All looks well in the markets to kick off the week, with futures strong right on through the night. Investors dig the inflationary May employment report. They love the prospect of a global trade war. Can you hear the sarcasm?
The fact is that the bears have a strong case that stocks should trend lower in the near-term. With minimal economic data set to be released this week and tariff tensions high, a rally in the markets could prove difficult. An inflationary May employment report and the subsequent implications for Federal Reserve policy are unlikely to assist in bolstering sentiment following mixed action last week. Neither is a looming war of words at the G-7 later this week between President Trump and the rest of the world.
Despite all of this, Goldman Sachs remains bullish on stocks (see below).
Names on TheStreet
Boeing's (BA) well-connected CEO Dennis Muilenburg has peeked at the 2018/2019 defense budget and is bullish on spending plans. "We are seeing some re-strengthening of the defense business, the fiscal year 2018 and 2019 defense budget we have seen is very encouraging. But we are still eager to see a long-term budget defense solution that is not sequestered. I think that is important for the country and our armed forces," Muilenburg told TheStreet. "We are seeing strong support for our programs, our fighter lines, for example, like the F-18 Super Hornet."
Boeing's defense business, which represents about 22% of annual sales, has already caught a tailwind from the growing U.S. defense budget. The company's defense business racked up $12 billion in new orders in the first quarter, supported also by strong international demand. First-quarter sales and operating profit for the division spiked 13% and 18%, respectively, from the prior year. Boeing's defense backlog tallied an impressive $50 billion.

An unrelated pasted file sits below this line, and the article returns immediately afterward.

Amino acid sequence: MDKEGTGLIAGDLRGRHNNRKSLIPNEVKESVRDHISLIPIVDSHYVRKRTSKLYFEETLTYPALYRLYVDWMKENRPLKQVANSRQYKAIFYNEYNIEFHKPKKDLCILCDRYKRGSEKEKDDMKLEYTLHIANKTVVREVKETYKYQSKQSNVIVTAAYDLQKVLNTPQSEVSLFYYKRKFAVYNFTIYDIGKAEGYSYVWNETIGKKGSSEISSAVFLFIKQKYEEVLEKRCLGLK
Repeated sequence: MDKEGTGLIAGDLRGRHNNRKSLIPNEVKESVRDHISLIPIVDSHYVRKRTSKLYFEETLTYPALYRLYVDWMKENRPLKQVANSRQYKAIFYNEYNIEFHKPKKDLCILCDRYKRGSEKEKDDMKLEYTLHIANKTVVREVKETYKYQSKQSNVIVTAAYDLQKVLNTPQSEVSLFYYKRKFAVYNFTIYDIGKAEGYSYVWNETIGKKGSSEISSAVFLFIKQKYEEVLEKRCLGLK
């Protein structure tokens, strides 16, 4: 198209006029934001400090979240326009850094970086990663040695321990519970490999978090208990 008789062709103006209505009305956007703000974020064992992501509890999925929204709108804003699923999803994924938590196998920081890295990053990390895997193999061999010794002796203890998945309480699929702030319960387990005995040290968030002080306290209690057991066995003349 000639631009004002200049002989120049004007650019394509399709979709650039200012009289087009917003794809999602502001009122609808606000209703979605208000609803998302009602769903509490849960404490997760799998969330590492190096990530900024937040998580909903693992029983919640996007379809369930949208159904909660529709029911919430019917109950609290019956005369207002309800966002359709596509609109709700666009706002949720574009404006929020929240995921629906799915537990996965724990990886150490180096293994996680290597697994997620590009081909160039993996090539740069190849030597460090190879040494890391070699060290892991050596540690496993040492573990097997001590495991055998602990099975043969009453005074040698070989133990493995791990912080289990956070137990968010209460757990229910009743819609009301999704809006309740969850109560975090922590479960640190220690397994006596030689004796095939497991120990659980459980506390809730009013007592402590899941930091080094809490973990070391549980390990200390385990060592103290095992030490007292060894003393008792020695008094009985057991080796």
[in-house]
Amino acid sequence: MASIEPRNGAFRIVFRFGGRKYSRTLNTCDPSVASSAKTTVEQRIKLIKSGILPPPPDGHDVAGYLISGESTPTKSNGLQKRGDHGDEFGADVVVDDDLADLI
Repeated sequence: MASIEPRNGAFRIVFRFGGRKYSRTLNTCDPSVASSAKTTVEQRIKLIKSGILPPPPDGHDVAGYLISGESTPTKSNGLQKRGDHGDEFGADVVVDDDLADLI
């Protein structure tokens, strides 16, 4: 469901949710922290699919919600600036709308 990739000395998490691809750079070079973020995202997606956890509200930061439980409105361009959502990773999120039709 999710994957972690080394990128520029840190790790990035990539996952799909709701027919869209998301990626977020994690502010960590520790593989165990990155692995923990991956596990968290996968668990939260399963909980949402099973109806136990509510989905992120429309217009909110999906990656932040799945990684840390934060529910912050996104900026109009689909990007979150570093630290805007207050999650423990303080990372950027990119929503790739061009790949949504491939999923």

Meanwhile, I will be sitting down with long-time and former (he shut his fund in September 2017) hedge fund manager Whitney Tilson on Monday. At his peak, Tilson managed $200 million but has always been a top name in the field for his thoughts on value investing (including in-depth knowledge of one of his favorite companies, Warren Buffett's Berkshire Hathaway (BRK.A) (BRK.B) ).
Dunkin' Brands (DNKN) CEO Nigel Travis told me short-seller Jim Chanos has it all wrong on his doughnut and ice cream-selling fast food chain. Chanos is betting against the company, in large part on concerns about its future growth and optimistic guidance for 2018 (Chanos loaded up my email inbox with emails ahead of the interview). Stay tuned to TheStreet on Monday for that segment.
Around the World of Business
(1) Goldman Sachs is still bullish on global growth, and has some stock ideas to ride that thesis. "The 2.9% U.S. GDP growth our economists forecast for 2018 and 2.2% in 2019 should continue to benefit growth stocks," stressed Goldman Sachs strategist David Kostin. Here are 10 stocks you can't afford not to consider, said Goldman.
(2) TheStreet's new tech reporter, Annie Gaus, will be on the ground at Apple's (AAPL) WWDC conference that starts Monday. Don't forget to follow her on Twitter @AnnieGaus for all the updates, from CEO Tim Cook's presentation to brand-new items hitting the market. Rumor on the Street is that Apple will release a redesigned stocks app.
(3) Amid pressure from CtW Investment Group, Tesla (TSLA) shareholders will vote Tuesday on whether to boot Elon Musk as chairman and wave goodbye to three directors. Working against Musk is a struggling stock price, ongoing Model 3 production woes and a month's long tweet-storm that has called into question Musk's ability to lead;
(4) Good point here by Dunkin's Travis on the U.S. jobs market -- it may be so solid it's bad for Corporate America.